Finding Delight through Human-Centered Design
Alumni Story: Tibor Balint, PhD Innovation Design Engineering, 2016
Astronauts don’t technically need pillows, but that doesn’t mean that on a 1,000 day journey to Mars they might not want one. For RCA PhD graduate Tibor Balint and Innovation Design Engineering (IDE) Tutor Dr Chang Hee Lee, rather than being a necessity for survival, the pillow is an important symbol of home, providing comfort, increasing privacy and reducing stress. In a recent paper published in Acta Astronautica they discuss the pillow as a boundary object – an artefact able to bridge different communities and part of the human-centred design process necessary to innovate for future space travel.
We spoke with Tibor about human-centred design and how he puts his PhD research to use as a Principal Human Centered Designer at NASA's Jet Propulsion Laboratory.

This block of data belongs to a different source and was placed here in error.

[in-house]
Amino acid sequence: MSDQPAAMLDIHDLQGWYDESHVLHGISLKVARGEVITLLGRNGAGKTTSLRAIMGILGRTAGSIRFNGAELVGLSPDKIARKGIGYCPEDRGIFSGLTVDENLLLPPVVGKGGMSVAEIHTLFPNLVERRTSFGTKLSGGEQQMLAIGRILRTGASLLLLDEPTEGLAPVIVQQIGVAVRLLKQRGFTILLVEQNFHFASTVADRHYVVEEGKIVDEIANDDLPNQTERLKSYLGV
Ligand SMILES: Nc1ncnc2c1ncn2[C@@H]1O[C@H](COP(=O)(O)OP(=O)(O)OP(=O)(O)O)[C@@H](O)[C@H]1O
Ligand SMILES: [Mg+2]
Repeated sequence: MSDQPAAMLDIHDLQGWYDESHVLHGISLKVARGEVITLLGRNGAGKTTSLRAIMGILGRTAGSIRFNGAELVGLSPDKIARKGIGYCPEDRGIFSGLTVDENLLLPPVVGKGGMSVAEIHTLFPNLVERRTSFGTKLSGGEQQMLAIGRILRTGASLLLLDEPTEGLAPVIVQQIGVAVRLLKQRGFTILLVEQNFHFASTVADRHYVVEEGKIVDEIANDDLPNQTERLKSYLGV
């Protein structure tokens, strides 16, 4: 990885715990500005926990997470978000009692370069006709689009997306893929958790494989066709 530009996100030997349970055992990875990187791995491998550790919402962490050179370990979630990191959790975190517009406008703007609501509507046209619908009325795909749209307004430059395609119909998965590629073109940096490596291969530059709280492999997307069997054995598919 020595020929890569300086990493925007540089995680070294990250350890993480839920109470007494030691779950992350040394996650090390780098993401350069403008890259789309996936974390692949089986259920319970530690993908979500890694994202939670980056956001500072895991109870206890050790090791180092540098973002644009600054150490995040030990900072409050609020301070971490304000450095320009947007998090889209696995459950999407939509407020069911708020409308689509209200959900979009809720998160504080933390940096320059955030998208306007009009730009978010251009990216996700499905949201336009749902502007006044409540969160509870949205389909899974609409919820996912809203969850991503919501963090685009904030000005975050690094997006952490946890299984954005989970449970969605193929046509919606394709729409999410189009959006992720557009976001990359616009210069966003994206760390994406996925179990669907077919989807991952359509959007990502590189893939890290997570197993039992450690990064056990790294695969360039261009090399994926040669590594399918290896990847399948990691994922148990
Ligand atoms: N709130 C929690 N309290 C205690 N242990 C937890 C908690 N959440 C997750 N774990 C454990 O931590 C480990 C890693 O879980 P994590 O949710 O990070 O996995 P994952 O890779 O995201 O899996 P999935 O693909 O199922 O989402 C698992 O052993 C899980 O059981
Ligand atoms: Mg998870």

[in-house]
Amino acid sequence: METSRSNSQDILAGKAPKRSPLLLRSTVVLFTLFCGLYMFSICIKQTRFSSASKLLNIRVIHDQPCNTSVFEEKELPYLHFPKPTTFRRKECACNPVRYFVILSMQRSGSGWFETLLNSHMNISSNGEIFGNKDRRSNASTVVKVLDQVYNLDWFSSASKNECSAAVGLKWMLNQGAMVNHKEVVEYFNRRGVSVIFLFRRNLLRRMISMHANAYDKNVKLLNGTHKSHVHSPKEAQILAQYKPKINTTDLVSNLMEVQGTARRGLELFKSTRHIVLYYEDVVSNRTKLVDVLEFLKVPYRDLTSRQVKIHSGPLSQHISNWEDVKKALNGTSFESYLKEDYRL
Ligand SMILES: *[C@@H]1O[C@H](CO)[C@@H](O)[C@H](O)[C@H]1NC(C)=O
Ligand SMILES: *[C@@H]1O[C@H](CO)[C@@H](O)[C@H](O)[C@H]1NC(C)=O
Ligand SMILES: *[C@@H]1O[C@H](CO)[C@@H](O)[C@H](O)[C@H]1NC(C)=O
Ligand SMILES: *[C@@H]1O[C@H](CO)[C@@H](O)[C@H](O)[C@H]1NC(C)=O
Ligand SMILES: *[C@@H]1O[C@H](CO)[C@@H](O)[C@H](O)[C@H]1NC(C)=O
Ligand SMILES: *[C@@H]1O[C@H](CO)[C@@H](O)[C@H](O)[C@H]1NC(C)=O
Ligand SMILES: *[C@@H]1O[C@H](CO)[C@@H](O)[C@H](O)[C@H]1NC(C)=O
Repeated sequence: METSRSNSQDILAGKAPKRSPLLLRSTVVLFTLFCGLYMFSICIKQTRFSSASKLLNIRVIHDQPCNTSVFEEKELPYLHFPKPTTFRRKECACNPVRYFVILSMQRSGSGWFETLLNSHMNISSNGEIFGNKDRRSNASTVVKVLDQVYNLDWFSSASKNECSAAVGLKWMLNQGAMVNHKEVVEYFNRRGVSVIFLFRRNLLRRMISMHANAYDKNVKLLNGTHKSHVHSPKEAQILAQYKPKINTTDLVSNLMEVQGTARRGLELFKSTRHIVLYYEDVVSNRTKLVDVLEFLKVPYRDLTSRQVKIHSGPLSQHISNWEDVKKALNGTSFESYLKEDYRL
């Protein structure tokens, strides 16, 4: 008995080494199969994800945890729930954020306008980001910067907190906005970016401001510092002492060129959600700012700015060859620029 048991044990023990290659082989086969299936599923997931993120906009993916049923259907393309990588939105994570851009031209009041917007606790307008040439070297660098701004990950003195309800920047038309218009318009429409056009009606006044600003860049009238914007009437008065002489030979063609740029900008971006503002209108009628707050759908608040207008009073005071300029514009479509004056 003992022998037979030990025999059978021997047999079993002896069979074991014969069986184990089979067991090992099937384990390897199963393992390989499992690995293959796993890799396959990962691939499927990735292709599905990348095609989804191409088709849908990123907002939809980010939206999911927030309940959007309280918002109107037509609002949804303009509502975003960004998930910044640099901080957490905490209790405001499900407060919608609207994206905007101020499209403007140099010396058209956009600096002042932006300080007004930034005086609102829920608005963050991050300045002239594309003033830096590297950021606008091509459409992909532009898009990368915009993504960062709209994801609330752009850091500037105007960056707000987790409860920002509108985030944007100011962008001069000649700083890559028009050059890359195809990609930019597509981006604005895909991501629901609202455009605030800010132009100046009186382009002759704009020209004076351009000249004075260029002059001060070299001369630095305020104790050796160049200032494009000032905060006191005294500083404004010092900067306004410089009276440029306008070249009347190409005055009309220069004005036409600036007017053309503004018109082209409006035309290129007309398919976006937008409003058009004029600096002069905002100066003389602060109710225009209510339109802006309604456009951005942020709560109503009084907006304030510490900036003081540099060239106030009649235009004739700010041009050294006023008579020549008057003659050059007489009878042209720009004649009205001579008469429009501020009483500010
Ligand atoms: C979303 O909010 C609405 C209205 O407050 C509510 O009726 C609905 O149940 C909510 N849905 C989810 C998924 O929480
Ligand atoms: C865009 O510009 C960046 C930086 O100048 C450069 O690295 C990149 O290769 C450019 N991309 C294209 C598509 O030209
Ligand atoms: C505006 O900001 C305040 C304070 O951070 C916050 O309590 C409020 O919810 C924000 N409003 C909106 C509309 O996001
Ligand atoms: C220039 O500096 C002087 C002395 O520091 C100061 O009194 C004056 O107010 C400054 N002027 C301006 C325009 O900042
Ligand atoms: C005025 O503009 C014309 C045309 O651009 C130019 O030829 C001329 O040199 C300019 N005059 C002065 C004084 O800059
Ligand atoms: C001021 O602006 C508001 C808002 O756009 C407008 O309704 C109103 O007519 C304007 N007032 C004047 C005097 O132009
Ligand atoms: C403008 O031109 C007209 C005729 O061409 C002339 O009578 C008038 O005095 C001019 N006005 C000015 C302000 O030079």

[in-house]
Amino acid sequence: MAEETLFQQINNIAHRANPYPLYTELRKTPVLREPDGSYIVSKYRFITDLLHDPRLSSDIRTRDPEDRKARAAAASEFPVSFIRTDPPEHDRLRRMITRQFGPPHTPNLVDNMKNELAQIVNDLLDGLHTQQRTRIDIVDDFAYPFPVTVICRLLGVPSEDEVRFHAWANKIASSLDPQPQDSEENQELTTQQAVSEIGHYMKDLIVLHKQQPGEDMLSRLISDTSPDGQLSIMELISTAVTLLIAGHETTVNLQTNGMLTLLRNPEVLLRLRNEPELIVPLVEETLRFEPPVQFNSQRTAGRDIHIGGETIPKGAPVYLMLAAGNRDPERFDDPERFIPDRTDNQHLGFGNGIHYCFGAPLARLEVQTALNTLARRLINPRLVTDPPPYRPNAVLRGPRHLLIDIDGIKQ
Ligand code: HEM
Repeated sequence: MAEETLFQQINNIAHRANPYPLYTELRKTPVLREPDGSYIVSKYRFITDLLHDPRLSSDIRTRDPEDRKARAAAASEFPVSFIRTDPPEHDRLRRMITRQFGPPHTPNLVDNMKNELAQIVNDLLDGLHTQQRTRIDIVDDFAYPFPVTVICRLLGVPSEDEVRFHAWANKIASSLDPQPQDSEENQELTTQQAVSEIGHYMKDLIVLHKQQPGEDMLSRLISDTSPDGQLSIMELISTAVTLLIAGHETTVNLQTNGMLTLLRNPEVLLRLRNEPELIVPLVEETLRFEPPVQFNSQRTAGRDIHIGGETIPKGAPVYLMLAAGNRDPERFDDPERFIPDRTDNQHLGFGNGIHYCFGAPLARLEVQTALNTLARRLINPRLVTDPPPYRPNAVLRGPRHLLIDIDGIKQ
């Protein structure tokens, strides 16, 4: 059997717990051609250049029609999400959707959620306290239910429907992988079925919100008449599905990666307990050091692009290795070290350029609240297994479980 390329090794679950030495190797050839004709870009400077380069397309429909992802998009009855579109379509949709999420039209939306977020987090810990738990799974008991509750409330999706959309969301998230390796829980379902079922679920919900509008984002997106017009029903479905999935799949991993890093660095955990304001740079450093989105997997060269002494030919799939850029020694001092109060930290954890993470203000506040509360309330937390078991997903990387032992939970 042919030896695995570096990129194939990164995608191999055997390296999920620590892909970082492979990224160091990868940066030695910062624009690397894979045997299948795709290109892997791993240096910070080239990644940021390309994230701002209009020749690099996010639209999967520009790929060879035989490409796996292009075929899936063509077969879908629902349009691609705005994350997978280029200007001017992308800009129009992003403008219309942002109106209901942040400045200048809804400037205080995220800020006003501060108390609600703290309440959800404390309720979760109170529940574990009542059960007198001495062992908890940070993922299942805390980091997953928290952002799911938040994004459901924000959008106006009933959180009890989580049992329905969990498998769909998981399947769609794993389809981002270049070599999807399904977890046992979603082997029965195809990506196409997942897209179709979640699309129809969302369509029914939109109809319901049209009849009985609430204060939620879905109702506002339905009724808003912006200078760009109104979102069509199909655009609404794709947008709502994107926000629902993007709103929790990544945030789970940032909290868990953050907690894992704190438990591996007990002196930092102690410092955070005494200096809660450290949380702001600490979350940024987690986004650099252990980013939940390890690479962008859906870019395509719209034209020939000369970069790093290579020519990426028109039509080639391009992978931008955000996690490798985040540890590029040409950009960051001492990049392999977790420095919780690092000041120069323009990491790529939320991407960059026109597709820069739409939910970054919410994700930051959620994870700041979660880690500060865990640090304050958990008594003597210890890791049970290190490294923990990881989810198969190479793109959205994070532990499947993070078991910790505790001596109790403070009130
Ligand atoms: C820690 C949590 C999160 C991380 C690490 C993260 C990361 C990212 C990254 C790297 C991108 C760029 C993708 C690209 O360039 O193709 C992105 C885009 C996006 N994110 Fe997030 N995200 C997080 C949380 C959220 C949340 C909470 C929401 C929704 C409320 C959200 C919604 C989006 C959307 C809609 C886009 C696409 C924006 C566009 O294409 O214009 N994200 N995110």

Before coming to the Royal College of Art you’d already completed a PhD in engineering from Warwick University and were working as Senior Technical Advisor at NASA Headquarters under the Space Technology Mission Directorate. What made you decide to do a PhD at the RCA?
I was always interested in design and art, and was searching for a programme that would allow me to broaden my knowledge in these fields, but without leaving my technical side behind. The RCA’s Innovation Design Engineering (IDE) programme aligned with this goal, providing a bridge between the three topics: innovation, design and engineering.
Could you give a brief overview of your PhD research?
I explored the role of second-order cybernetics to create new perspectives, broaden paradigms and foster design conversations through boundary objects that may advance technological innovations in society. Through a number of case studies, I demonstrated how designerly and artistic modes of operation may enhance NASA’s capability to innovate beyond its predominantly engineering environment.